Feasting Like Royalty in JordanSrinivasa Shenoy
A disclaimer before I begin – I am no food connoisseur. I lack the understanding of the complex art and science of cookery and its many myriad ingredients! However, like many, I enjoy my food and I would rarely refuse the adventure of trying out different cuisines. Food, for me, is an essential ingredient of travel. As they say, food allows us to understand the culture of the local people deeper, and of course, many a time, food makes a great starter for memorable conversations and friendships.
Every travel adventure of mine starts with the hope that I get to sample all the foods (and drinks!) home to the place I’m about to visit (I thoroughly list them out beforehand as a part of the pleasurable exercise of travel preparation & research). But alas, it usually turns out that there isn’t always enough time and the opportunity available, to do so and I’ve to make do with the best of what the situation presents me with.
The following are some of the dishes and drinks of Jordan we tasted on our memorable journey through this country of lovely people – Jordan! This also includes some information on the restaurants there, which welcomed us, hungry travellers!
This list is by no means exhaustive and I suppose it would have taken a couple more weeks of travel to complete the food checklist that I’d prepared in advance.
Falafel, Pita Bread, and Hummus (Ayola Café, Madaba)
They are the usuals here. This combination can never go wrong and you get it all around Jordan. This dish is the best thing to fall back upon if you happen to get tired of tasting all the exotic dishes here. (Notice the Limonana in the background – Jordanian Lemonade. It is strong, but well earned after a hot day!)
Moutabel (Movenpick, Dead Sea): Baba Ghanoush with Yogurt and Roasted Eggplant dip.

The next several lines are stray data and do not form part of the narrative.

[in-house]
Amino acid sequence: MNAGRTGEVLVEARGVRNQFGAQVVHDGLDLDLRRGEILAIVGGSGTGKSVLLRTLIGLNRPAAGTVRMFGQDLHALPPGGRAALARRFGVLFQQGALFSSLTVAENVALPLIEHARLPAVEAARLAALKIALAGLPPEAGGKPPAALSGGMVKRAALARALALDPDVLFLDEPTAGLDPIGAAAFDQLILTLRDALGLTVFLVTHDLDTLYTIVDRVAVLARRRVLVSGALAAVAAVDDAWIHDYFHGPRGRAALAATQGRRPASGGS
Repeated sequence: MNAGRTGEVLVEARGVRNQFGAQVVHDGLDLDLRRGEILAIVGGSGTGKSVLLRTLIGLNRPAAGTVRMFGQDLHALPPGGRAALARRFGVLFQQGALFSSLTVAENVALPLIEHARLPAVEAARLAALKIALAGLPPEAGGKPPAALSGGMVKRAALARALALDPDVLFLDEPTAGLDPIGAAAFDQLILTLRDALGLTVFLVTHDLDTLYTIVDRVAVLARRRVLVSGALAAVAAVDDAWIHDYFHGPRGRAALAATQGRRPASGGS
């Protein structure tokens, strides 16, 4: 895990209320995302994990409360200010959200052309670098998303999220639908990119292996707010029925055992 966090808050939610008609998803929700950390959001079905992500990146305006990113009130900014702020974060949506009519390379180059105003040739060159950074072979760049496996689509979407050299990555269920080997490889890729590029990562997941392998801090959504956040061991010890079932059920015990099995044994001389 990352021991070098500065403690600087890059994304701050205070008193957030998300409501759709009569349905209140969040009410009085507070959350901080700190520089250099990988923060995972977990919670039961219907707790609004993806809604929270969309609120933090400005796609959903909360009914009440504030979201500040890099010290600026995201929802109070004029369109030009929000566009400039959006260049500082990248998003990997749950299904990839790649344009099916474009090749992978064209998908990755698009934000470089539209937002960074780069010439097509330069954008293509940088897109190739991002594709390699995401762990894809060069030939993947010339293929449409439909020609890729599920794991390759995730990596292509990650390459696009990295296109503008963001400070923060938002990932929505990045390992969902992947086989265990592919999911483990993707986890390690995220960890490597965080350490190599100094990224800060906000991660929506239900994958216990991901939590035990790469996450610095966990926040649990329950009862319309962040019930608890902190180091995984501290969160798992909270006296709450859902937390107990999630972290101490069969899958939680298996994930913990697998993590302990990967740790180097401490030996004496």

Spicy lamb sausages sautéed with lemon garlic sauce (Haret Jdoudna, Madaba)
Galayat Bandora (Mt Nebo Restaurant)
Sautéed tomatoes stewed with garlic, olive oil, pepper, and salt.
Muffaraket Batata with Mushrooms (Haret Jdoudna, Madaba) –
Potato Mufarakeh is a simple dish of potatoes, onions, and minced meat.
Fattoush (Arabic Salad) (Haret Jdoudna, Madaba)
Levantine bread salad is made of toasted or fried pieces of pita bread combined with mixed greens and other vegetables such as radishes and tomatoes.
Shish Tawook (Chicken) (Haret Jdoudna, Madaba)
This is Jordan’s traditional marinated Chicken Sheesh Kebab
Tabbouleh (Movenpick, Dead Sea)
Tabbouleh is a Middle Eastern vegetarian dish traditionally made of tomatoes, finely chopped parsley, mint, bulgur, and onion, seasoned with olive oil, lemon juice, and salt.
This dish consists of mashed fava beans and olive oil (Movenpick, Dead Sea) sprinkled with cumin, chilli powder, pepper, and salt.
Araiss Maria (Dead Sea Panorama Restaurant): This dish is essentially two layers of pita bread, filled in the middle with minced lamb, onions, parsley, and with a fragrant allspice seasoning. It is then brushed with olive oil and grilled over hot charcoal.